The NLSY Postsecondary Research Network is made possible by a grant from the Eunice Kennedy Shriver National Institute for Child Health and Human Development (R01 HD061551, Chandra Muller). This grant supported collection and coding of transcript data by NORC and is the primary source for network affiliates’ projects awards. Leaders on the R01 grant are listed below:
Dr. Muller’s current research is on how schools and education shape life course outcomes such as work and health. In particular, she focuses on STEM (science, technology, engineering and math) preparation and careers. Of primary interest is the diversity in experiences and disparities according to gender, race and ethnicity, social class, as well as disability, immigration or language minority status.
Eric Grodsky is Associate Professor of Sociology and Educational Policy Studies at the University of Wisconsin—Madison. He also currently serves as Coordinator of Opportunity and Achievement Gap Initiatives for the Wisconsin Center for Education Research and Deputy Editor of Sociology of Education. Most of Grodsky’s research is focused on inequality in higher education, including work on affirmative action, socioeconomic inequalities in college attendance and completion, changes in the role of merit in these processes over time and the role of information about their college readiness in high school students’ college preparatory behavior. In addition to extending some of these earlier projects, Grodsky is currently involved in a study of the relationship between adolescent sexual activity and educational attachment and achievement, work on the effects of college remediation on persistence and time to degree, research on the determinants of entry into and persistence in science, technology, engineering and mathematics fields of study at baccalaureate institutions. Grodsky is also working with colleagues at the University of Texas and University of Minnesota on follow-ups to the High School and Beyond studies, two panel studies nationally representative of adults who were first surveyed as high school sophomores or seniors in 1980. Grodsky’s work has appeared in American Journal of Sociology, American Sociological Review, Sociology of Education and the Annual Review of Sociology among other venues.
Robert Hummer is a sociologist and demographer whose research centers on health and mortality disparities across population groups in the United States. He has published more than 100 journal articles and book chapters related to health and mortality patterns in the United States and his work has been funded by a number of federal agencies and private foundations. In 2010, he was awarded the Clifford Clogg Award by the Population Association of America for Early Career Achievement. Earlier, his book with Richard Rogers and Charles Nam, Living and Dying in the USA: Health, Behavioral, and Social Differentials of Adult Mortality (Academic Press, 2000), won the Otis Dudley Duncan Award from the Population Section of the American Sociological Association for its contribution to the field of social demography. His current research projects continue to focus on the accurate documentation and more complete understanding of health and mortality disparities in the United States. Over the course of his career, he is most proud of chairing or co-chairing 26 completed dissertations (to date). His former students have gone on to leading positions in academia, both in the United States and internationally, as well as in academic administration and the federal government. His classroom teaching interests mirror his research interests and focus on demography, population health, and aging and the life course.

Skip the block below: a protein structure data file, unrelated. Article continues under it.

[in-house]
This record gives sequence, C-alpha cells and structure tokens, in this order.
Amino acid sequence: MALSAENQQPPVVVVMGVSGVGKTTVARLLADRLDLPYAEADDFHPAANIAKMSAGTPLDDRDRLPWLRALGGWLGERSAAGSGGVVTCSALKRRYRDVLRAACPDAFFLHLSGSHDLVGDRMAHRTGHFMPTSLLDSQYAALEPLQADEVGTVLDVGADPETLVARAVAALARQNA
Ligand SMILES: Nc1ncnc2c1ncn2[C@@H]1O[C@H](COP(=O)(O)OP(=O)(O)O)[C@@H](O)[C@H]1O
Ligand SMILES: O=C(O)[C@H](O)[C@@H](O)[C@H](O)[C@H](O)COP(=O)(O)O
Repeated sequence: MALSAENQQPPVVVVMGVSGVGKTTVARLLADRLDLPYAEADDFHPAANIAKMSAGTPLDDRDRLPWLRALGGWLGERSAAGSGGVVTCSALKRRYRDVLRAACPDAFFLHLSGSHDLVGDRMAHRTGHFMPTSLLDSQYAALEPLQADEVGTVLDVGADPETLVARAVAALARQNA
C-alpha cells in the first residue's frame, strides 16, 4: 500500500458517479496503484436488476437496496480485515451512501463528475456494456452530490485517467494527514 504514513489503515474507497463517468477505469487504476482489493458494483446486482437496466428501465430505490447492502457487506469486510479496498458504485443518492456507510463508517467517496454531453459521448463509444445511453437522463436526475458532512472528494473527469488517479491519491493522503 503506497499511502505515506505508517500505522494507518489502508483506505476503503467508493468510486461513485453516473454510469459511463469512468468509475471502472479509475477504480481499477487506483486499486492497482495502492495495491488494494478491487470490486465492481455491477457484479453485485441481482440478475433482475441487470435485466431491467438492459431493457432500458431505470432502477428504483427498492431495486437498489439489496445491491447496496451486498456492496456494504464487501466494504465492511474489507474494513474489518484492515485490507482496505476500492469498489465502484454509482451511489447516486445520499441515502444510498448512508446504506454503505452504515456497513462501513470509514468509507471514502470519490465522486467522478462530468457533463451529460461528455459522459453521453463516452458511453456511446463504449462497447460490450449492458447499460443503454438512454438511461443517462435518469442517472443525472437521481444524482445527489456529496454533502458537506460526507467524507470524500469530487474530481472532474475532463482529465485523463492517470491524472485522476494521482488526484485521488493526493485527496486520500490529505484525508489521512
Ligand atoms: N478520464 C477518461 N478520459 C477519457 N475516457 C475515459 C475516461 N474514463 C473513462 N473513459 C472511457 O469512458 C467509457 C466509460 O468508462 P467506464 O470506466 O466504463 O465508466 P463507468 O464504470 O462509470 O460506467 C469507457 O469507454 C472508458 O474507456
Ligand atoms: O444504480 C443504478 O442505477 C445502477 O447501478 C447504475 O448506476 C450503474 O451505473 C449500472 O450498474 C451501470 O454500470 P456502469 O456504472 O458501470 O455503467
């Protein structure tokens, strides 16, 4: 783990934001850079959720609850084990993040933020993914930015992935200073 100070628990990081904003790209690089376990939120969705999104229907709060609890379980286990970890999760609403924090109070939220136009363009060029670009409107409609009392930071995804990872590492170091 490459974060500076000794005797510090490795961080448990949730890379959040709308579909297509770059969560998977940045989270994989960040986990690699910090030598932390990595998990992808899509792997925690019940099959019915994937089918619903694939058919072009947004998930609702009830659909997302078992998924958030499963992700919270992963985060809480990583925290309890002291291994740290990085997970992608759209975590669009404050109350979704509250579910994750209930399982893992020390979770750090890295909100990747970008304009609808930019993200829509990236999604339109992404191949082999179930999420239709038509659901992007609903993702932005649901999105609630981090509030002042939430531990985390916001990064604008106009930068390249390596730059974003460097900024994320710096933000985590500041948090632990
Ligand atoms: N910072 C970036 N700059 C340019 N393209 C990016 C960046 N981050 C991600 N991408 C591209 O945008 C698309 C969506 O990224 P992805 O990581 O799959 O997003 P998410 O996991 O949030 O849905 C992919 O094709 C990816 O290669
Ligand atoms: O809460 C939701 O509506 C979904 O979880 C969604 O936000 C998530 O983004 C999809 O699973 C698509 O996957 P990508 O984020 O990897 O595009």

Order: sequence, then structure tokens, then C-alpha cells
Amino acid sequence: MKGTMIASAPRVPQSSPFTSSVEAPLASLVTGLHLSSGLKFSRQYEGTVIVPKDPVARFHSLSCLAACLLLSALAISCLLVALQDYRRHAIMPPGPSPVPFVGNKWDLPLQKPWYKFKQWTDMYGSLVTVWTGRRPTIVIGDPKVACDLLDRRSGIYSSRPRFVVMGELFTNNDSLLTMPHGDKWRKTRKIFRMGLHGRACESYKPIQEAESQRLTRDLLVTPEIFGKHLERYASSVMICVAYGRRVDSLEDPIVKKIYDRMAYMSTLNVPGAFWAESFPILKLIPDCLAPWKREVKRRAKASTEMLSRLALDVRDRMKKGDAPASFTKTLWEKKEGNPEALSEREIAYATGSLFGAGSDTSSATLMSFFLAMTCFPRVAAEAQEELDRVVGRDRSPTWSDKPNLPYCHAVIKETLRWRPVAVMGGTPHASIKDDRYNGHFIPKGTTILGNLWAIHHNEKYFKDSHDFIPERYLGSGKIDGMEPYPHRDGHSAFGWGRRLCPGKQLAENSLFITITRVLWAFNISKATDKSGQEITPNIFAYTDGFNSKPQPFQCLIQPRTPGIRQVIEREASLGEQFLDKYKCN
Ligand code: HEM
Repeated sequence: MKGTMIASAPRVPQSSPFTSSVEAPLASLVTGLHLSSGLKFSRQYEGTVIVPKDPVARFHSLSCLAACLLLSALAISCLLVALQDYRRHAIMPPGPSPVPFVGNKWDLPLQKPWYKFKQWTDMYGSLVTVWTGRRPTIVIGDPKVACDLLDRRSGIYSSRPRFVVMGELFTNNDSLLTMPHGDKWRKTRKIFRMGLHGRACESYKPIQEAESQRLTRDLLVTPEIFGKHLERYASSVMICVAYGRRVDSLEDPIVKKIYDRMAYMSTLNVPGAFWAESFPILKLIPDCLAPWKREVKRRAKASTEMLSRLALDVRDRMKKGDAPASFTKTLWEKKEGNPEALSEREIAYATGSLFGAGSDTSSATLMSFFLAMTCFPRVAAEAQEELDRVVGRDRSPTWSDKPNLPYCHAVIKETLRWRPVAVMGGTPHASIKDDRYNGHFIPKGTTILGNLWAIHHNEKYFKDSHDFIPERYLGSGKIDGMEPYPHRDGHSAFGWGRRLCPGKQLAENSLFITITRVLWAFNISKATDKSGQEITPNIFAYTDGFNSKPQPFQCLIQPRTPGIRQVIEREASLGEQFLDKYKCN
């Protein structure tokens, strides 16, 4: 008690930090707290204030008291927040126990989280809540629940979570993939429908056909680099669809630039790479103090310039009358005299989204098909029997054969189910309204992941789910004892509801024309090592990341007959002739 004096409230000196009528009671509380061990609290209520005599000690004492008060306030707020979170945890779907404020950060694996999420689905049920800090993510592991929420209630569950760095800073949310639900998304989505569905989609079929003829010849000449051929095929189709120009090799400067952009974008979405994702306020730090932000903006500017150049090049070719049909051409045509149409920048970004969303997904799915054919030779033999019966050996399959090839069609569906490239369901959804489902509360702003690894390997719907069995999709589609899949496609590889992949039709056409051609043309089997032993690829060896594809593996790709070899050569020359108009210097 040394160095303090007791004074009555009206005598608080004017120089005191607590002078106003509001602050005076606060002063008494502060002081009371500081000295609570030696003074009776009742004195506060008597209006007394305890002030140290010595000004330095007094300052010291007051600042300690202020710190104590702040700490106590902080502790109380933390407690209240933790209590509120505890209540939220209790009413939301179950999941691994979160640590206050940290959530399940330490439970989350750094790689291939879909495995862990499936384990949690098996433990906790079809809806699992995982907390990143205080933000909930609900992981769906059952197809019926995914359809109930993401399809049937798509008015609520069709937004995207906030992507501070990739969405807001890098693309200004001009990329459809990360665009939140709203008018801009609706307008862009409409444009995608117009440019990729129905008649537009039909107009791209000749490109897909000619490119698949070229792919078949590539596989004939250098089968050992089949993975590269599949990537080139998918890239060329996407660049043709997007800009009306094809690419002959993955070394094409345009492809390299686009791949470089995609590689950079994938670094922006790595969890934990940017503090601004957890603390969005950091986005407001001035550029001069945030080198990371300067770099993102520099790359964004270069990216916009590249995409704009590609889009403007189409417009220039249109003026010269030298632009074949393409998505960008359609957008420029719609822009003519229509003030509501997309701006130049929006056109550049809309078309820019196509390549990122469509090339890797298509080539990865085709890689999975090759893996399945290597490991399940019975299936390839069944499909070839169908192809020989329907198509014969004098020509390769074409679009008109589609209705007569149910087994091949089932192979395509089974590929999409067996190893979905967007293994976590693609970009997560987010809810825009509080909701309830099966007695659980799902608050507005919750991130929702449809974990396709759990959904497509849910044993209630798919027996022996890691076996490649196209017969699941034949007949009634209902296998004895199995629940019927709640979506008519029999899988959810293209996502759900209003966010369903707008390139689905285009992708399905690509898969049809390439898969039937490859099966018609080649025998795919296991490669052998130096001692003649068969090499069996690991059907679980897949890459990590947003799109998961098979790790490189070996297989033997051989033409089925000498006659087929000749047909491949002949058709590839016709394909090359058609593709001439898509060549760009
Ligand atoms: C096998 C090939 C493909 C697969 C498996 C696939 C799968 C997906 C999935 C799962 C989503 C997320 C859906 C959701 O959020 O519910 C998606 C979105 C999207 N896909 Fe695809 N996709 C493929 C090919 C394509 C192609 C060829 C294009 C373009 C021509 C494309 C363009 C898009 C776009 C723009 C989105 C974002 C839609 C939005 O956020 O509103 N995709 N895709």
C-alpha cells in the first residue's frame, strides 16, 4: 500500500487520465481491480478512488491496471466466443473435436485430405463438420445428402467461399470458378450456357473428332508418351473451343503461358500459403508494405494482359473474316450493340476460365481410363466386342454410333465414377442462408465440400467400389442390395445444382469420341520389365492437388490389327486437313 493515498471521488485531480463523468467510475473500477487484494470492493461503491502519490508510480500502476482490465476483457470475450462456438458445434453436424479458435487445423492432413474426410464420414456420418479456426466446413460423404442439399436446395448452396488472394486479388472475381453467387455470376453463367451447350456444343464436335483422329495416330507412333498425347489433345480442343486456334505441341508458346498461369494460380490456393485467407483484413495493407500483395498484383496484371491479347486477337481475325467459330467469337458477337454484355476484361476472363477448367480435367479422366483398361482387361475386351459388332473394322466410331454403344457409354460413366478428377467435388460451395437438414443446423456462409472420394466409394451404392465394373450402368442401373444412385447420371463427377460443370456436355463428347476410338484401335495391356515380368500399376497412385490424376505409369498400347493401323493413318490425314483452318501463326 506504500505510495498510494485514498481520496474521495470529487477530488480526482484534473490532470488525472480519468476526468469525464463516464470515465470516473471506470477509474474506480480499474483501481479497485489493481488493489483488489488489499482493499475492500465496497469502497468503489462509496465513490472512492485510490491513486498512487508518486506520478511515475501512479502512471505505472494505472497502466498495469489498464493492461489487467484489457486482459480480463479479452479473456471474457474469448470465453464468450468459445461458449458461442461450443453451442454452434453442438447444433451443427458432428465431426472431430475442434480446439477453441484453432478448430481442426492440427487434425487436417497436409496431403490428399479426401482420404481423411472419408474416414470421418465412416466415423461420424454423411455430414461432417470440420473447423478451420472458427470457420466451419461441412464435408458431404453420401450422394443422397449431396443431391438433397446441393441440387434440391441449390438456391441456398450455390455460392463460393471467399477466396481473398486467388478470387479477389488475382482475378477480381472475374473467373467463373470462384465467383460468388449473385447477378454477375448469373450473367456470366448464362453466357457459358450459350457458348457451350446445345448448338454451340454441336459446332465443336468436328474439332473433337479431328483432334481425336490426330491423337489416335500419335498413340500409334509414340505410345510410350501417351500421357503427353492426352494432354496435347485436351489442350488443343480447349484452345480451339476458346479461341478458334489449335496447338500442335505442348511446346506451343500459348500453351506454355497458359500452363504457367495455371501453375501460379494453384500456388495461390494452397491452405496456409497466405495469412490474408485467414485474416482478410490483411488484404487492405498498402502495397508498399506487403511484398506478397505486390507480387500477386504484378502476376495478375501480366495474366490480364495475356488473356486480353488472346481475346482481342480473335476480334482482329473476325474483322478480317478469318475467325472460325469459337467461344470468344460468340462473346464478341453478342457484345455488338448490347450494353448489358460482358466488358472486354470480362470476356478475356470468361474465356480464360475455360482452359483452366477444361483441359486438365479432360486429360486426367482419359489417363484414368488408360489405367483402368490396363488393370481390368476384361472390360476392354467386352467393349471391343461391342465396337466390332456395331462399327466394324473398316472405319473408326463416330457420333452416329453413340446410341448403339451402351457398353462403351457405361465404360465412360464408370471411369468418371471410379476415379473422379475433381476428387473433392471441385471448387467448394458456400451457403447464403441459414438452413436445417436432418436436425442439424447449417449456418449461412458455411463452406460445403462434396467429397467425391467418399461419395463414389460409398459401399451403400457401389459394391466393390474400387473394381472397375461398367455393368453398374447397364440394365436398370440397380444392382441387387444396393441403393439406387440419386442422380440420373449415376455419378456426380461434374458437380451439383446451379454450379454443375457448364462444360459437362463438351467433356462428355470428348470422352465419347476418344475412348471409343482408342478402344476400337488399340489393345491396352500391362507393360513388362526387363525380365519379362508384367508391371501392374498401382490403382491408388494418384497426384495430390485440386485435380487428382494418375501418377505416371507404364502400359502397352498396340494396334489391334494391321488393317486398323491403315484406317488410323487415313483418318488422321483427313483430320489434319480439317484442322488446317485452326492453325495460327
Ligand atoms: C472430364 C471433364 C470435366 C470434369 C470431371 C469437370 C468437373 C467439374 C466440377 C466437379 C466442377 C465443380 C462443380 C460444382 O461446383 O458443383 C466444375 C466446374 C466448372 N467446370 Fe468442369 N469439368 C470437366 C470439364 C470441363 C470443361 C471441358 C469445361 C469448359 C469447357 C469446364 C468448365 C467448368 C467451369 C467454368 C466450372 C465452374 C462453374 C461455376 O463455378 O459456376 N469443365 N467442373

R. Kelly Raley is Christine and Stanley E. Adams, Jr. Centennial Professor of Liberal Arts in the Department of Sociology and Faculty Research Associate in Population Research Center at the University of Texas at Austin. She is also editor of the Journal of Marriage and Family. Her research investigates family trends, the social determinants of family formation, and the impact of family change on social stratification. As part of a larger agenda examining the economic, social, and cultural contributors to marriage disparities in the United States, she has recently completed a project investigating the influence of occupational characteristics on the transition into marriage in early adulthood. Much of her work in this area has addressed racial and ethnic differences in marriage and cohabitation, but her current line of inquiry focuses on educational variation in family formation. She is developing research projects on the importance of occupational characteristics for disparities in family relationships and other aspects of well-being in mid- and later-life.
Carolina Milesi is a Senior Research Scientist in the Education and Child Development Department at NORC at the University of Chicago. Her research focuses on socioeconomic disparities in education and health from early childhood to adulthood, access to and persistence in post-secondary education, and gender disparities in STEM. She served as the Associate Director of the project Education and Transition to Adulthood: Post-Secondary Transcripts for NLSY97 Youth. She is currently the Project Director of a National Science Foundation-funded study of gender differences in college persistence in computer science and engineering, based on a data collected via the Experience Sampling Method using smartphone technology. She also serves as Task Leader for Data Preparation and Analysis Support in the National Survey of Early Care and Education (NSECE), the first national study of supply of and demand for child-care since 1990. Her work has been published in Educational Researcher, Educational Evaluation and Policy Analysis, Research in Social Stratification and Mobility, and Social Science and Medicine.